Panic hits consumer discretionary sector

By Leith van Onselen

The AFR has delivered another gloomy assessment of the consumer discretionary sector:

Worried Australian consumers are increasingly cutting back spending on discretionary items as they grapple with big home loans and uncertainty about holding onto their jobs, and the consequences are hitting a range of listed companies in the retail, automotive and industrial sectors.

The brittle confidence levels are also threatening to undermine the federal government’s ambitious economic growth forecasts…

The Australian outlets of fast fashion business Topshop and Topman went into administration on Wednesday, joining a long line of businesses that have collapsed in the past six months in the fashion and consumer goods sector…

Belt-tightening by governments that are also battling high debts has played into the problem as fleet purchases of vehicles also shrink.

Both of Australia’s big ASX-listed car dealership companies, AP Eagers and Automotive Holdings Group, have issued surprise profit downgrades in the space of 24 hours as the appetite of new car buyers waned…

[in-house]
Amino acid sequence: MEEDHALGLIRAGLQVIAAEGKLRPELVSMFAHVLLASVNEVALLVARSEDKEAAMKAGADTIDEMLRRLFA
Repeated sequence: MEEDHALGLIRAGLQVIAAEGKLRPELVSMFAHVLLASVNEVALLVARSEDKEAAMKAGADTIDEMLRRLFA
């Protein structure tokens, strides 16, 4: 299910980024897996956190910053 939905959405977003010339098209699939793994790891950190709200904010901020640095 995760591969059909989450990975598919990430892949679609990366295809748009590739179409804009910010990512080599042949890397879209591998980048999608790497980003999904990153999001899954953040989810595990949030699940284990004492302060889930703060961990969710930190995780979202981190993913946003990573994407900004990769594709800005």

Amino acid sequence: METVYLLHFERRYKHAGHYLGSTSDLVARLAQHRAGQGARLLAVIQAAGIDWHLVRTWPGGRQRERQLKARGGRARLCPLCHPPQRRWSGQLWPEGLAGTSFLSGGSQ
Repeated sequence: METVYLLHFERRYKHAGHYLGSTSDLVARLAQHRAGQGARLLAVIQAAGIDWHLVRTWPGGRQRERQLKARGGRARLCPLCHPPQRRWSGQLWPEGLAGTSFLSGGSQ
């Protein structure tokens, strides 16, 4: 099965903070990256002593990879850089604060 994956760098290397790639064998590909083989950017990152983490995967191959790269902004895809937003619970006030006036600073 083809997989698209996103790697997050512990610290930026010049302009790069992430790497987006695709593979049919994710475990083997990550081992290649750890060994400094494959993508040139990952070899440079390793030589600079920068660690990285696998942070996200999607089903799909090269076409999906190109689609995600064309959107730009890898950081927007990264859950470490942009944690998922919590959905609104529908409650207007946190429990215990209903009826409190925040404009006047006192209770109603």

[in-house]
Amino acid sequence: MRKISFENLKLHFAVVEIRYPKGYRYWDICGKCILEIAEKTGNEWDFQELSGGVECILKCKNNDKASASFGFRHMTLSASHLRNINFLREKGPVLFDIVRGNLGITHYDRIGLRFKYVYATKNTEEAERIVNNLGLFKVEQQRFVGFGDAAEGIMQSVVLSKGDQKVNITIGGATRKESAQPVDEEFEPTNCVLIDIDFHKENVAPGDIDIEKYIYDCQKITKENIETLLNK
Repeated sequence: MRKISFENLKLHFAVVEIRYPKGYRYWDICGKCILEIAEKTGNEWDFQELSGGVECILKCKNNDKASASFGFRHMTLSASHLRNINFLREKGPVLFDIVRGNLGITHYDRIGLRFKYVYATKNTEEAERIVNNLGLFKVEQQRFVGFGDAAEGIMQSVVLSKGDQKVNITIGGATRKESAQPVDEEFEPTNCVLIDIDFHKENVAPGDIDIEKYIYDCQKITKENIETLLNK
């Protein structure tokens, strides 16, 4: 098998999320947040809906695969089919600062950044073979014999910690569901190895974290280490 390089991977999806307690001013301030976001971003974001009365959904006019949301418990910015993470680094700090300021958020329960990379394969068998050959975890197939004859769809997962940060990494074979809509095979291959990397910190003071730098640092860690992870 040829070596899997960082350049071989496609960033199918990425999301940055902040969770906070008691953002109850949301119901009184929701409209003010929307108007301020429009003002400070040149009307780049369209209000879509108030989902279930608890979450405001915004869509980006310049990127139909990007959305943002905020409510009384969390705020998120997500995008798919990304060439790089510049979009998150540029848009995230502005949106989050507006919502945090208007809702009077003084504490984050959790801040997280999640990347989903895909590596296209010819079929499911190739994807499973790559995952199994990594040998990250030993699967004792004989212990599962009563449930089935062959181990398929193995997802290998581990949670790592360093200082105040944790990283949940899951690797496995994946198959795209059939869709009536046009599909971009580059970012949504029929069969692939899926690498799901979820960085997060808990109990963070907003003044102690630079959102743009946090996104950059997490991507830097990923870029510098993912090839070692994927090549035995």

The retail sector in particular is battling deteriorating confidence as more sober spending by cash-strapped consumers – who are unlikely to receive a pay rise and are also being hurt by higher household electricity and gas bills – collides head on with the looming entry of online giant Amazon…

It appears consumers are finally cracking under the pressure of record low income growth:

Record high debt loads:

And job insecurity:

About the only thing working in the consumer discretionary sector’s favour is that the government continues to run a mass immigration ‘Big Australia’ policy, which increases the customer base every year:

If/when immigration is cut, it will act as another headwind for aggregate discretionary spending.

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Unconventional Economist

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